Michael Kimball Writes Your Life Story
(on a postcard)

The Faster Times: Writers on Writing

The Faster Times has been laying down a ton of nice coverage of books and everything and I've just started an interview column there called Writers on Writing. The first interview is with Gary Lutz and it's called I Am Not a Camera. It's pretty incredible.
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Little Burn Films: I Will Smash You


Luca Dipierro and I have been working on I WILL SMASH YOU for a while now and it's finally ready to show. We previewed part of it at the Contemporary Museum in Baltimore (which was followed by a smashing). And we have screenings set up for September 24th at the PPOW Gallery in New York City and October 3 at the Windup Space in Baltimore. We also have a new website for Little Burn Films with stills and trailers and other stuff, plus a second film, 60 Writers/60 Places in the works.
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#149 Christopher Bowles: Getting On With It

Christopher Bowles’ biological mother and father had an affair in 1964 (she was single; he was married; he told her to have an abortion and they never saw each other again; years later, Christopher found and became friends with both of them). That was how Christopher Douglas Bowles was born with the name Christopher Sean Snoad. Christopher’s adoptive parents kept the name Christopher because his adopted father’s life had been saved by a guy named Christopher during WWII. Christopher was born just west of London, a place called Isleworth, and then the family lived in Richmond. When Christopher was 4, his adoptive father died. For days after, all sorts of different women looked after Christopher, taking him to the zoo or the movies or anywhere. One afternoon, Christopher arrived home from one of these outings to a kind of party and found out it was his father’s funeral. After that, Christopher and his mother moved to a village on the outskirts of Cheltenham in Gloucestershire to find work and a place to live. When Christopher was 16, his mother died, which was awful; she'd been sick for a long time and Christopher went a little off the rails. After that, his stepfather (who Christopher acquired when he was 8), kicked him out of the house so he could sell up and move to Essex to marry some woman he'd known before he knew Christopher’s mother. The day after Christopher’s 18th birthday, he packed a bag, walked out of his life in Gloucestershire, and climbed on a coach. Eventually, he arrived in London in the summer of 1983 with 40 pence in his pocket. He slept rough for a week or so, then found some friends who let him sleep on their floor. Eventually, he got a bedsit in East Sheen, which was just a ½ mile from Richmond, where he'd left at 4. He got a job in a record shop and then a boyfriend. They moved to and around East London for years. In 1993, Christopher went to University, where he studied communication and visual theory, though he wishes he’d studied English literature. In 1998, with no job, and no home, Christopher split from his boyfriend and went to stay in a friend’s spare room in Kensington, a brief stay that turned into 5 years. He worked at an art gallery and, eventually, bought a house with the ex-boyfriend, but only as friends this time. Last year, the art gallery sacked him based on a false accusation of theft, which was pretty devastating, especially since it wasn’t true. At 43, Christopher is a single, gay man, with no steady job. He feels he should be more uncertain or depressed about his future, but he isn’t. Christopher is going to start all over again and get on with it.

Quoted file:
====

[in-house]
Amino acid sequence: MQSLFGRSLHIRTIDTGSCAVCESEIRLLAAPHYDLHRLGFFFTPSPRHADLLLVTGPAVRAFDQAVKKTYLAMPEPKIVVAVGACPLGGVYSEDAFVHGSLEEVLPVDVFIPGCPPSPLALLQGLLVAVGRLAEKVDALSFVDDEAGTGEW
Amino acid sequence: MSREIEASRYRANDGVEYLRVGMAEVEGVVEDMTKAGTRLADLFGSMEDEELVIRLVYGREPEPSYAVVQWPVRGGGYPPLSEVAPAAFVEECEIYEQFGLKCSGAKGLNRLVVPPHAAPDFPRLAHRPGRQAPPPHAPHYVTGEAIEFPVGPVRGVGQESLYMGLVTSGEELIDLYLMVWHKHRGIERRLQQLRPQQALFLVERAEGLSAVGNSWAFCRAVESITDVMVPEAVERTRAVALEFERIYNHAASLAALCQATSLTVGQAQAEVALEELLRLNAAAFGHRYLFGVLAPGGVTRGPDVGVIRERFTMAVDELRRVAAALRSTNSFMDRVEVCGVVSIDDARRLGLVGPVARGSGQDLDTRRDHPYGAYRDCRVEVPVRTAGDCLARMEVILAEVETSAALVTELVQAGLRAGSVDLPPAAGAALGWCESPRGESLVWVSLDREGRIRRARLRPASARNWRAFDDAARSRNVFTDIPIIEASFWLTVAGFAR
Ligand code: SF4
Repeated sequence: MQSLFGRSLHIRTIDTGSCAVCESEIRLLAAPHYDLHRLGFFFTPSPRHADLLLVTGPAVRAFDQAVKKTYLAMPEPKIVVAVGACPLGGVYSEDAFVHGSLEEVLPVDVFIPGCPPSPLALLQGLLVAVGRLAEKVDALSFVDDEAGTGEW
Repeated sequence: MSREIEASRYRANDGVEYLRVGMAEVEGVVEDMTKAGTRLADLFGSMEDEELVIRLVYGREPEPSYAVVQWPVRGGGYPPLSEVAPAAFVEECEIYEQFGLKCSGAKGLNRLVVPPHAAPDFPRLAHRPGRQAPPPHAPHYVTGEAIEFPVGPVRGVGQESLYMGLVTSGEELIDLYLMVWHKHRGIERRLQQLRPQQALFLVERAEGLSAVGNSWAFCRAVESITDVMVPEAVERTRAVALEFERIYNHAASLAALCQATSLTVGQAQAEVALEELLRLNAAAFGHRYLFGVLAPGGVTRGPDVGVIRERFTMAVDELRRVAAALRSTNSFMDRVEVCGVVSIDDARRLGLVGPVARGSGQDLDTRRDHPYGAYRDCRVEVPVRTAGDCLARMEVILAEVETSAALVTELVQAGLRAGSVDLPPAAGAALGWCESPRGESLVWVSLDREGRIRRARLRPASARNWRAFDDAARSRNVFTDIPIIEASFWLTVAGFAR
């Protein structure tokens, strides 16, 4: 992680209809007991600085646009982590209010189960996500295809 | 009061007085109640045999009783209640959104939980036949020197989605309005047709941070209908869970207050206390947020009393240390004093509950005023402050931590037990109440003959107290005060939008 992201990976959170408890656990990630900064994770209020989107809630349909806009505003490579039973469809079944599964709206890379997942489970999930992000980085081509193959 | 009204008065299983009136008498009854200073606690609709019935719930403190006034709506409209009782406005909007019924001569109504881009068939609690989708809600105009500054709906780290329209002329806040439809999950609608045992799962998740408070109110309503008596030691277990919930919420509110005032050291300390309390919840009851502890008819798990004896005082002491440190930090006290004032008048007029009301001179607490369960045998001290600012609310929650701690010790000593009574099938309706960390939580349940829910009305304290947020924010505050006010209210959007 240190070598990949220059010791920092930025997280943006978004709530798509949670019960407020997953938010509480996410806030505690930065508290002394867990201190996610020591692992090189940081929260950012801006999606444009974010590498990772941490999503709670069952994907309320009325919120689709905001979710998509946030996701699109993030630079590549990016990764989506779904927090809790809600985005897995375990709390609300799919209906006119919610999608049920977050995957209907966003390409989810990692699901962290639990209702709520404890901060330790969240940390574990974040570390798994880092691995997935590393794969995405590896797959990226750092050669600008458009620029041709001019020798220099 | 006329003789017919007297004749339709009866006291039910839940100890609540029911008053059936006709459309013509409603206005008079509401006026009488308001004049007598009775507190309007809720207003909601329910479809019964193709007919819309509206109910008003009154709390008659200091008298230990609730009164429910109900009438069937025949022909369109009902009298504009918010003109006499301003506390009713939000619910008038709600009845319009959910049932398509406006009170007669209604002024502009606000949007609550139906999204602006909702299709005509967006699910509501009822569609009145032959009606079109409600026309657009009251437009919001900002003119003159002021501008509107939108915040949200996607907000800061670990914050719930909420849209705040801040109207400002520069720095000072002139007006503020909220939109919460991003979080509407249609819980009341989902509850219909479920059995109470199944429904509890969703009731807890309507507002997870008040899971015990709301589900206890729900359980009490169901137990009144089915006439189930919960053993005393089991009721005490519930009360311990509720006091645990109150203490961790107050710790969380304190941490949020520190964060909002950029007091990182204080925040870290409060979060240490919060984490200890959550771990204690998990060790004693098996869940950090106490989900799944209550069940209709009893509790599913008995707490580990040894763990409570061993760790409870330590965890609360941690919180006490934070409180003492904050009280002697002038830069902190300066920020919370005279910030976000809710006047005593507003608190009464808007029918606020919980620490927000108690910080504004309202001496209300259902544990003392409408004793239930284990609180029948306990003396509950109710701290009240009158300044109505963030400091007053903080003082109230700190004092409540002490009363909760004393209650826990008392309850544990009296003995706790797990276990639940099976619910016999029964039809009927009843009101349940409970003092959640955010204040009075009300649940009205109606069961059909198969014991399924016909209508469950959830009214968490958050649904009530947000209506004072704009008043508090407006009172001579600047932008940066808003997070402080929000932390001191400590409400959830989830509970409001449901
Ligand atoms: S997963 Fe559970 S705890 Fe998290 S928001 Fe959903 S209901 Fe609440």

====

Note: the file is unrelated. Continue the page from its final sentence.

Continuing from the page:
[UPDATE: Christopher is now working for the local government and the last year has taught him the importance of real friendships and how a person can overcome so much with the love and support of true friends. Also, having his postcard life story written inspired Christopher to start writing again, after a very long gap, which you can see at Bowlesy Online.]

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#97 Lynn Alexander: Witness to the Suppressed Narrative